Tips from TSE: Using evidence to evaluate orientees' experience

Staff Development Weekly: Insight on Evidence-Based Practice in Education, October 2, 2009

Much attention has been given to evaluating new employees’ performance. However, there has been less attention paid to obtaining evidence-based data from new employees regarding their orientation experience. Why has it been challenging to obtain accurate, objective feedback from orientees?

New employees are often reluctant to offer feedback for fear of reprisal. They know they will be working with their preceptors, manager, and other colleagues on an ongoing basis. They are concerned that any negative feedback may hamper future working relationships and may even be concerned that their continued employment may be sabotaged if they provide less than stellar comments about colleagues or managers. New employees may only be willing to provide honest feedback if their comments are anonymous. Sometimes the only way to honestly evaluate the orientation experience is by turnover and retention rates.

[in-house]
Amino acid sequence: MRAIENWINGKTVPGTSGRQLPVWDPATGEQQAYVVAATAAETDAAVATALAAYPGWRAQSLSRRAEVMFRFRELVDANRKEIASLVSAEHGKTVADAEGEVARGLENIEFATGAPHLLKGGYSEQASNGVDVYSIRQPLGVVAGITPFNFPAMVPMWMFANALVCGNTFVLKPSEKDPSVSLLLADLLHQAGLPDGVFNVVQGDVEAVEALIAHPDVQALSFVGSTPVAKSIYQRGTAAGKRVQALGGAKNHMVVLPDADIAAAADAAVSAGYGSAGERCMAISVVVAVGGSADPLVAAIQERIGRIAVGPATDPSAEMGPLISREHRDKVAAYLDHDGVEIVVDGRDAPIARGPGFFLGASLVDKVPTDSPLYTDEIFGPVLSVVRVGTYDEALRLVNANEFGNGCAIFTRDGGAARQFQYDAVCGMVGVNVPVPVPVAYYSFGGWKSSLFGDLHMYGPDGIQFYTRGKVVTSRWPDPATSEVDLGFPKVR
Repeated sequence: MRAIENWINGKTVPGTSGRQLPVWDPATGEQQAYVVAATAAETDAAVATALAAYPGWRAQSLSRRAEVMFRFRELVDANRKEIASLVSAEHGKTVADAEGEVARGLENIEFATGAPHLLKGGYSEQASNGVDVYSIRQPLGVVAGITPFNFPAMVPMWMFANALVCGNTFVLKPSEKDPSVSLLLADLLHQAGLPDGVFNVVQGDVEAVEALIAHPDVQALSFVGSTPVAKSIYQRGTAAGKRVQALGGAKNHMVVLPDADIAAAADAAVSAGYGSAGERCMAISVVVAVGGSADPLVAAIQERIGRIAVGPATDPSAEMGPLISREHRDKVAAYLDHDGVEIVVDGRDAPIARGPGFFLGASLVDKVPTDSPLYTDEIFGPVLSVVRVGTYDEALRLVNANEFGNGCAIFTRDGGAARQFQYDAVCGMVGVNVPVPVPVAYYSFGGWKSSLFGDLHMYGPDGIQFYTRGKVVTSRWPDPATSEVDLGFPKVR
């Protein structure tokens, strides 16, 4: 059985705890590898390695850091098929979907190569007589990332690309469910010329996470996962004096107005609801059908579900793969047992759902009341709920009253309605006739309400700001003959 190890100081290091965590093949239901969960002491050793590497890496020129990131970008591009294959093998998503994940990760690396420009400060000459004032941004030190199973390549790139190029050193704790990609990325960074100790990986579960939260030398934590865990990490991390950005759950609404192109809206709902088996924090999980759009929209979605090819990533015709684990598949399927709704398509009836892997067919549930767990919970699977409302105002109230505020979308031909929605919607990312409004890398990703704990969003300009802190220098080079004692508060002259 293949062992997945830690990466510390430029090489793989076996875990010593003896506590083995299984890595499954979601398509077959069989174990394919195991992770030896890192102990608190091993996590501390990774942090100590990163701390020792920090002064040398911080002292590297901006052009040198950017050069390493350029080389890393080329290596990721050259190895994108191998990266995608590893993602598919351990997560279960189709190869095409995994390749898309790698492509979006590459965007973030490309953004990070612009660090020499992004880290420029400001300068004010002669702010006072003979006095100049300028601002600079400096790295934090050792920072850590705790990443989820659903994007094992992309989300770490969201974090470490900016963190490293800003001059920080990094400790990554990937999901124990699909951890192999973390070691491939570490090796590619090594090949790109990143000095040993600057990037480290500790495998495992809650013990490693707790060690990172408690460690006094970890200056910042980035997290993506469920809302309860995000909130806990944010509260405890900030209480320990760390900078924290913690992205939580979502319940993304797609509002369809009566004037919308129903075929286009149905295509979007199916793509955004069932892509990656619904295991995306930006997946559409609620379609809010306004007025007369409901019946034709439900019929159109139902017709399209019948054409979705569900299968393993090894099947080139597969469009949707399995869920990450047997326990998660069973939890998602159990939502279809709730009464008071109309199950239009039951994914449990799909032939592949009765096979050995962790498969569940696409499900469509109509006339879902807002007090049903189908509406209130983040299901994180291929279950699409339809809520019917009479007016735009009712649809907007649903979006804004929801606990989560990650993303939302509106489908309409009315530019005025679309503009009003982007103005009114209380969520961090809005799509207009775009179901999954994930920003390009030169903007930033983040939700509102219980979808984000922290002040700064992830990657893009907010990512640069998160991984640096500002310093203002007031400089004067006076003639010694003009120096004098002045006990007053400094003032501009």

Part of preceptor and management training should include ways to accept constructive criticism from new employees and the dangers of reprisal against orientees. Managers and staff members may not realize how crucial they are to successful orientation. Share any tools used by orientees to evaluate the orientation experience with them. Help managers and staff members learn from the concerns of new employees and take pride in those comments that indicate a job well done.

Editor’s note: This excerpt was adapted from the September issue of The Staff Educator. Discover all the benefits of subscribing to The Staff Educator!

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